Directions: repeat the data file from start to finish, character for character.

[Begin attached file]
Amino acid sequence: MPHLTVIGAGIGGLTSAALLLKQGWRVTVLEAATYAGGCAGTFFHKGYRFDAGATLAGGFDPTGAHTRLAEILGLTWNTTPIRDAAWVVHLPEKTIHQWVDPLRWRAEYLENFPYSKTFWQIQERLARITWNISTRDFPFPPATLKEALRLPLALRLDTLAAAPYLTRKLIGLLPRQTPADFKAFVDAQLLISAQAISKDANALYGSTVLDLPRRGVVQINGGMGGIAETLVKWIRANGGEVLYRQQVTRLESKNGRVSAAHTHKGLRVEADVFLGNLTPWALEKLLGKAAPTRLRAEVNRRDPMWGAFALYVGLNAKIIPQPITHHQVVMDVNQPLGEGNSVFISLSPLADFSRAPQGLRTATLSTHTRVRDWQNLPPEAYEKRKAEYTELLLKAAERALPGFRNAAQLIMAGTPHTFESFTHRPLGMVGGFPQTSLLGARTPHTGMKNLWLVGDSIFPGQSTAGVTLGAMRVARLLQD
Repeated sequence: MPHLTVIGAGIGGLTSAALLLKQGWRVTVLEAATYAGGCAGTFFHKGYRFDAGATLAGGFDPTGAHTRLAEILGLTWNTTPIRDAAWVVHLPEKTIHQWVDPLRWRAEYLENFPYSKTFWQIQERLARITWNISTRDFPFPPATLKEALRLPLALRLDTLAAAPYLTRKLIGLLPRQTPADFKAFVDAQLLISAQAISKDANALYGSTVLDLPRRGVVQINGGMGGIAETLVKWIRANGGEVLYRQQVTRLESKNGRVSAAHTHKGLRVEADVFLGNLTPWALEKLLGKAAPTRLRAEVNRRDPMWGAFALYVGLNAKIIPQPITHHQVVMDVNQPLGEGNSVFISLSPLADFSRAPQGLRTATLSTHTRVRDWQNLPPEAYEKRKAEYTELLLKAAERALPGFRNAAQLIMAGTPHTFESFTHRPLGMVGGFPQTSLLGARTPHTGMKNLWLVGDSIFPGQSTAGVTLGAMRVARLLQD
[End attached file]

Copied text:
Amino acid sequence: MPHLTVIGAGIGGLTSAALLLKQGWRVTVLEAATYAGGCAGTFFHKGYRFDAGATLAGGFDPTGAHTRLAEILGLTWNTTPIRDAAWVVHLPEKTIHQWVDPLRWRAEYLENFPYSKTFWQIQERLARITWNISTRDFPFPPATLKEALRLPLALRLDTLAAAPYLTRKLIGLLPRQTPADFKAFVDAQLLISAQAISKDANALYGSTVLDLPRRGVVQINGGMGGIAETLVKWIRANGGEVLYRQQVTRLESKNGRVSAAHTHKGLRVEADVFLGNLTPWALEKLLGKAAPTRLRAEVNRRDPMWGAFALYVGLNAKIIPQPITHHQVVMDVNQPLGEGNSVFISLSPLADFSRAPQGLRTATLSTHTRVRDWQNLPPEAYEKRKAEYTELLLKAAERALPGFRNAAQLIMAGTPHTFESFTHRPLGMVGGFPQTSLLGARTPHTGMKNLWLVGDSIFPGQSTAGVTLGAMRVARLLQD
Repeated sequence: MPHLTVIGAGIGGLTSAALLLKQGWRVTVLEAATYAGGCAGTFFHKGYRFDAGATLAGGFDPTGAHTRLAEILGLTWNTTPIRDAAWVVHLPEKTIHQWVDPLRWRAEYLENFPYSKTFWQIQERLARITWNISTRDFPFPPATLKEALRLPLALRLDTLAAAPYLTRKLIGLLPRQTPADFKAFVDAQLLISAQAISKDANALYGSTVLDLPRRGVVQINGGMGGIAETLVKWIRANGGEVLYRQQVTRLESKNGRVSAAHTHKGLRVEADVFLGNLTPWALEKLLGKAAPTRLRAEVNRRDPMWGAFALYVGLNAKIIPQPITHHQVVMDVNQPLGEGNSVFISLSPLADFSRAPQGLRTATLSTHTRVRDWQNLPPEAYEKRKAEYTELLLKAAERALPGFRNAAQLIMAGTPHTFESFTHRPLGMVGGFPQTSLLGARTPHTGMKNLWLVGDSIFPGQSTAGVTLGAMRVARLLQD